(India, 1960) teaches and writes about classical Indian literature and has a deep knowledge of the myths and traditional stories of India. She has a PhD in South Asian languages and literature from the University of Chicago. Sattar translated many text from Sanskrit, including Valmiki's 1996 Ramayana. More recent publications include Lost Loves: Exploring Rama's Anguish (2011) and Uttara: The Book of Answers (2016). She also writes for children: her Ramayana for Children (2017) has been published worldwide. In 2008 she co-founded Sangam House, the first and only completely financially independent writer's residency programme in India. Every year, Sangam House moves to a new location; in 2019 it is in Bangalore.(WN 2019)
Archive available for: Arshia Sattar
The Winternachten Story Festival at Theater Dakota came to its festive conclusion on Sunday afternoon. 'Stories from Afar' was a large and varied programme with stories, music and dance from and about India, Turkey and the Dutch Indies. The programme had two parts: before the intermission you chose one of three country programmes, each in a separate room. You heard music and stories of writers and local residents about their country of origin.
The India programme included an appearance by writer Arshia Sattar. She's an expert on the Ramayana and a great storyteller. Dancer Anima Jhagroe-Ruissen, pupil of Sangeet Natak Academy Awardee Guru Geetanjali Lal, performed with a music ensemble consisting of Viresh Kisoendajal (tabla), Lehra (sitar), Martijn Barendregt and Shivant Jhagroe (harmonium) en Ilyas Nadjafi (vocals).
The Turkey programme included appearances by writer Ciler Ilhan, currently famous for her story collection In Exile, and vocalist-ud player Duygu Alkan. Wieteke van Dort told the most beautiful stories about the Dutch Indies. After the break came a stunning finale for all visitors. Francis Broekhuijsen introduced performances by all the above-mentioned and more artists in the great hall of Theatre Dakota: music by Hindi pop band Shagun, the choir Turkuaz from Escamp and The Hague-based singer-songwriter Jhilani Wijsman. When you reserved tickets, you also chose the country programme that takes place before the intermission. Your ticket was of course also valid after the break.
How did they express our (near) future in words or sound? In this literary and musical performance, seven festival authors each presented a new text or poem commissioned by Winternachten, with musical contributions by Syrian-born ud player Jaber Fayad. You saw and heard Ayelet Gundar-Goshen from Israel, HemelBesem from South Africa, Jennifer Nansubuga Makumbi from Uganda, Arshia Sattar from India, Leni Zumas from the United States and, from The Netherlands, Auke Hulst and Aafke Romeijn. Their inspiration was the festival theme Who Wants to Live Forever? The authors performed in their mother tongue or writing language with simultaneous projection of the English and/or Dutch translations.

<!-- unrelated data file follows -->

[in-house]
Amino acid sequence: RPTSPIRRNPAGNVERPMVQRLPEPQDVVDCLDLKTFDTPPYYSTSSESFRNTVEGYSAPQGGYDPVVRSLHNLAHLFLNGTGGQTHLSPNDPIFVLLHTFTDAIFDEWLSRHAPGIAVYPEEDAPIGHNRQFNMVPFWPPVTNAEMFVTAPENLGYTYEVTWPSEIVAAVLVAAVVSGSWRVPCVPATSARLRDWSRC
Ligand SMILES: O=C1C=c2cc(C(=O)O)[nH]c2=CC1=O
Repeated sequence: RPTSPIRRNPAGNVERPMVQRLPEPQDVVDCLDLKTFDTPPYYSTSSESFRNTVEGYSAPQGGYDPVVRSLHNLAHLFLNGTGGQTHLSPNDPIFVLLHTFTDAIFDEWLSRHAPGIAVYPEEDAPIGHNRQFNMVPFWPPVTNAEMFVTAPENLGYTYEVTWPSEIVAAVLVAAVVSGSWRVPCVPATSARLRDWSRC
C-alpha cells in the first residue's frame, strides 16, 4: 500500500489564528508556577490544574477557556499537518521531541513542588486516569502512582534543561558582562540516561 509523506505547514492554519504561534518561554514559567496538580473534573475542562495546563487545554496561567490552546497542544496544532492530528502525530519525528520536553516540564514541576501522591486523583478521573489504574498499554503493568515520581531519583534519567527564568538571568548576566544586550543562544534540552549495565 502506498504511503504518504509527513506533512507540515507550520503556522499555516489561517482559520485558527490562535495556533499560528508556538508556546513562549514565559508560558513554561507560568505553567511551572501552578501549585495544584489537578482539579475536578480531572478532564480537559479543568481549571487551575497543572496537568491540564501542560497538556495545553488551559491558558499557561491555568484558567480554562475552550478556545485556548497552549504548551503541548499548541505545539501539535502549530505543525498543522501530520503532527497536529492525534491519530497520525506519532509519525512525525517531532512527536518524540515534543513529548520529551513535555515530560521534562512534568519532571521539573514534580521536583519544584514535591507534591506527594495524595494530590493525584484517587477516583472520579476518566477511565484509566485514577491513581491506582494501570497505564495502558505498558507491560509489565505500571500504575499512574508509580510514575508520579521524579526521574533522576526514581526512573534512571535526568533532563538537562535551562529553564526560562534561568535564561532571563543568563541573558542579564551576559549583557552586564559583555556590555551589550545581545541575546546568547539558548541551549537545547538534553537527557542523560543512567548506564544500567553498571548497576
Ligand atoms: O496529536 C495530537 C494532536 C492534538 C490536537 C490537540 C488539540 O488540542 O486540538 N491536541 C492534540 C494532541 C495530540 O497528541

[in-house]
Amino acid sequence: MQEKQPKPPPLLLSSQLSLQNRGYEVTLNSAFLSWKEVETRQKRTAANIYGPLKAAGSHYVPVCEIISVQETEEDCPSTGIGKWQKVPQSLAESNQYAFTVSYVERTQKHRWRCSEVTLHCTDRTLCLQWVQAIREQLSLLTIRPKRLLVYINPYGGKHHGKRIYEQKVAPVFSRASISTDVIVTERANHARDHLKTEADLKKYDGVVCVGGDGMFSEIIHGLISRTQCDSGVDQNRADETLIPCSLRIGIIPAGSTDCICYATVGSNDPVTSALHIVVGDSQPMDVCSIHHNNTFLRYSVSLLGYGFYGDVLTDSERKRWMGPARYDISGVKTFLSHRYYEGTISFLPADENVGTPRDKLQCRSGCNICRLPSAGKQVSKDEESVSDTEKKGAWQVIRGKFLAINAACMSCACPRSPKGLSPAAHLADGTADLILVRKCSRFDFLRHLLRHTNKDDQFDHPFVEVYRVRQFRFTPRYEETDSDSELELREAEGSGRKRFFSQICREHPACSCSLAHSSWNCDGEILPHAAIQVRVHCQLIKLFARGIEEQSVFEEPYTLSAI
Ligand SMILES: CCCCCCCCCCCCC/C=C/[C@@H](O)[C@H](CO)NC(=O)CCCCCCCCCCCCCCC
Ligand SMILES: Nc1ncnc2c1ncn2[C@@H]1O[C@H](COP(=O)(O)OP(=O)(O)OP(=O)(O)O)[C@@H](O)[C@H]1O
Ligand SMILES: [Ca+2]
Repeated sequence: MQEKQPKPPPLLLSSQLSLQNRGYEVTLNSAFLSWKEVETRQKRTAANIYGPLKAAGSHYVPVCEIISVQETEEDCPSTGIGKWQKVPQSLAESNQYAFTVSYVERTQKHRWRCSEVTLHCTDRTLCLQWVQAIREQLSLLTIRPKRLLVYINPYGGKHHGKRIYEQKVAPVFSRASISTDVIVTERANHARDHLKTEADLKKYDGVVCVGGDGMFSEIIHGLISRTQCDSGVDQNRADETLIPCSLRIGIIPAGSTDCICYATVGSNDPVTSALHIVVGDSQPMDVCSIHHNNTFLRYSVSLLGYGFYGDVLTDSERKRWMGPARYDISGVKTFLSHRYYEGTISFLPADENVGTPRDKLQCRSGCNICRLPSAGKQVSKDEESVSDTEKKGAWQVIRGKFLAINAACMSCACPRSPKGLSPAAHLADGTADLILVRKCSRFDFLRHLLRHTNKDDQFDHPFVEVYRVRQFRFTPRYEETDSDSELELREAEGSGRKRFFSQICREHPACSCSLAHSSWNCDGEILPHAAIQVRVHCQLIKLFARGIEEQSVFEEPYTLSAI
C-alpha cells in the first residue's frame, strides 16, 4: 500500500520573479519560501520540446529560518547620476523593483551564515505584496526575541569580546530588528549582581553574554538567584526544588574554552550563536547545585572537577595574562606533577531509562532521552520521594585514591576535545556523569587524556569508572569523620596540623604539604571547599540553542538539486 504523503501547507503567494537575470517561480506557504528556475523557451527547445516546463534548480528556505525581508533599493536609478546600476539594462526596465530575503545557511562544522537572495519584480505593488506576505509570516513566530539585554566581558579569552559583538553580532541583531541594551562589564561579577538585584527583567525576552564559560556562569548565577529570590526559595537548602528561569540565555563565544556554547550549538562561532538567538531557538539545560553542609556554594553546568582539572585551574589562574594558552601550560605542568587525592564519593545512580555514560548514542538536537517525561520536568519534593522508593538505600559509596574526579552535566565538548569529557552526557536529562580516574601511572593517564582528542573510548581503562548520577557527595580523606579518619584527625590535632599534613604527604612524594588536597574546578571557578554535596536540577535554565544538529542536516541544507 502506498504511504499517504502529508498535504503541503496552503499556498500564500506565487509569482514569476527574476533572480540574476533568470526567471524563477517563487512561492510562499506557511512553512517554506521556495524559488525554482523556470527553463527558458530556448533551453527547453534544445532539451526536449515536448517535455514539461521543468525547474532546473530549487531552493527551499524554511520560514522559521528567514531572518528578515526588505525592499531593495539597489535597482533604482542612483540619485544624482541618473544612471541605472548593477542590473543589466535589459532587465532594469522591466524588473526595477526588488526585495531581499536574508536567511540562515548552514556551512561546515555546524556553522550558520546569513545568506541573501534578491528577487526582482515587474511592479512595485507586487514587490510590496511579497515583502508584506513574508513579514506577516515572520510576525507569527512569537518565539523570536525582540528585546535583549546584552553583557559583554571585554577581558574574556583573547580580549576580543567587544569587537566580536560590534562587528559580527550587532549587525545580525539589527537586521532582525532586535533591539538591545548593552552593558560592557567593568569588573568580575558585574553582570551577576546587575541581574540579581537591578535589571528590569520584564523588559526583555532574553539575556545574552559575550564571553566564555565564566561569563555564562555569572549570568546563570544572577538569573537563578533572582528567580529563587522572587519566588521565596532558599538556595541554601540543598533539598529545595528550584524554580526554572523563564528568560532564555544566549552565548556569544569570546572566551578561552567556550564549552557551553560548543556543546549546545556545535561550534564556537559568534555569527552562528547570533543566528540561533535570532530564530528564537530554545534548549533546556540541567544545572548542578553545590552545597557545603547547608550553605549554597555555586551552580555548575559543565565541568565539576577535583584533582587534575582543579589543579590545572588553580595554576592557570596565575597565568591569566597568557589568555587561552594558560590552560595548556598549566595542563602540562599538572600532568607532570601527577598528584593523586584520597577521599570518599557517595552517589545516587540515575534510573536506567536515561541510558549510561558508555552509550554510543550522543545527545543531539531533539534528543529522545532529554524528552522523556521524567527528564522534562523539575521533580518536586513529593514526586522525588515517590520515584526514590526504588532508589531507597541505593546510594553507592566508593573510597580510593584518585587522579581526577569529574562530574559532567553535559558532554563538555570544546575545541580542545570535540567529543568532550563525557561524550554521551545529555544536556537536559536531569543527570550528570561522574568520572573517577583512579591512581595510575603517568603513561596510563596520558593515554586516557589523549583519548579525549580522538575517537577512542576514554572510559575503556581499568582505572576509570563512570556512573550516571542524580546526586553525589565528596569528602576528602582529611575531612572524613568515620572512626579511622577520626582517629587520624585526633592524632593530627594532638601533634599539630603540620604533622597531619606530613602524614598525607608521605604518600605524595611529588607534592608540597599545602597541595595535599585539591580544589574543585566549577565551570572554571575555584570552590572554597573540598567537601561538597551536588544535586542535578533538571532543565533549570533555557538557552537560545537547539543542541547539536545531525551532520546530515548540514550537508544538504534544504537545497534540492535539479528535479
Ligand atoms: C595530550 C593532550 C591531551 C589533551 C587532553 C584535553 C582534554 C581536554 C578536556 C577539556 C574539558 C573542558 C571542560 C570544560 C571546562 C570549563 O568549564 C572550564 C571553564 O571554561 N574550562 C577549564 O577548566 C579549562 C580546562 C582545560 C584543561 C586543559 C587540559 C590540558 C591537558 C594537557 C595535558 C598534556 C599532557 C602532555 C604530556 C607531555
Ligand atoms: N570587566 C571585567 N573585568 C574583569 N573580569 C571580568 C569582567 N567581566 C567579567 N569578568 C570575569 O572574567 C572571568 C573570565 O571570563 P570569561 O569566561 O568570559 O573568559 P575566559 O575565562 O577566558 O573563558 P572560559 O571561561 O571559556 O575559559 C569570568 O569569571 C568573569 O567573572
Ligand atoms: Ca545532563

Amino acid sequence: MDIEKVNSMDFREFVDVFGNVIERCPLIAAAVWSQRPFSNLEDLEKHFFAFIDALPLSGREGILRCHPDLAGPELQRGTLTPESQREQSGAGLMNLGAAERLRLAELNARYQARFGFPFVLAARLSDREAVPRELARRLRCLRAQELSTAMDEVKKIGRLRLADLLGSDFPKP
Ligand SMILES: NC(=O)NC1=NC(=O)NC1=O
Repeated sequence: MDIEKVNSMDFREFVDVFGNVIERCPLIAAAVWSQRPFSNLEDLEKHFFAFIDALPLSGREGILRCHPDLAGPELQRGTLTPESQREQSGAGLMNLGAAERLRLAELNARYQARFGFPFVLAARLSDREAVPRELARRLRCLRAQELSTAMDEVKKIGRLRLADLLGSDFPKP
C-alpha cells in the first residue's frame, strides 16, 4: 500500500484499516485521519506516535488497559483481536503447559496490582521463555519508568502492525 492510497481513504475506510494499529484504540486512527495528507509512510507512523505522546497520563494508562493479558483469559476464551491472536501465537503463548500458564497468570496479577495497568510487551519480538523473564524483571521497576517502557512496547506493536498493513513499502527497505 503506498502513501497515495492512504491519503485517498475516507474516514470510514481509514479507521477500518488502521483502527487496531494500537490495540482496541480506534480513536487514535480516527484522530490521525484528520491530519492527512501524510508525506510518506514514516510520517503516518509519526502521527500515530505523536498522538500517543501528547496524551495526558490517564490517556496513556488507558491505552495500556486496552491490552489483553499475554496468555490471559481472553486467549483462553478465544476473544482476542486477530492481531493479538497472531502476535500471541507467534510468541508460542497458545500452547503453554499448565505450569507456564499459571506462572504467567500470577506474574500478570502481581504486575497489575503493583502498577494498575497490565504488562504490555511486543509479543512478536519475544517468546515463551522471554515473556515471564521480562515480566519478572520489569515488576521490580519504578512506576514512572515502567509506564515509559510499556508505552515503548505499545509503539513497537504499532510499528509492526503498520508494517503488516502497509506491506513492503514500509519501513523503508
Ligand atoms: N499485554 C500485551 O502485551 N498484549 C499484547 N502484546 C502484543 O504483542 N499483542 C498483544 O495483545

Writers told us about their favourite book: the book that inspires or touches them, that set their artistic, moral or intellectual compass. In short, the book they would recommend to everyone. Interview: Hassnae Bouazza.
Old myths about the origins of peoples and about the roots of cultures and conflicts continue to influence us in how we relate to the other and to the here and now. Indian mythologist Arshia Sattar, Ugandan novelist Jennifer Nansubuga Makumbi and writer and poet Maarten van der Graaff discussed myths as identity arena. Political scientist and writer Wytske Versteeg lead the conversation. Poet Rodaan Al Galidi concluded the programme with a recitation of his own work.
Adam Zagajewski, eminent poet and essayist from Poland, opened Friday Night Unlimited by reading from his work. Subsequently Ramayana expert Arshia Sattar (India) and Dutch writer and philosopher Joke Hermsen spoke about the desire to live longer. Sattar translated and rewrote the ancient story cycle about the mythical struggle of Prince Rama to win back his beloved Sita from the hands of the demonic King Ravana. In her book Stilling Time, Hermsen argues for a slow future in which waiting, restfulness and bordom have their place; in her essay Melancholie van de onrust (Melancholy of Unrest), she elaborates on the blessings of melancholy, among others as source of creativity. With classical Persian music and poetry performed by Balout Khazraei. Fouad Laroui, writer and professor French language and Arabic cultures at the University of Amsterdam, hosted the conversation.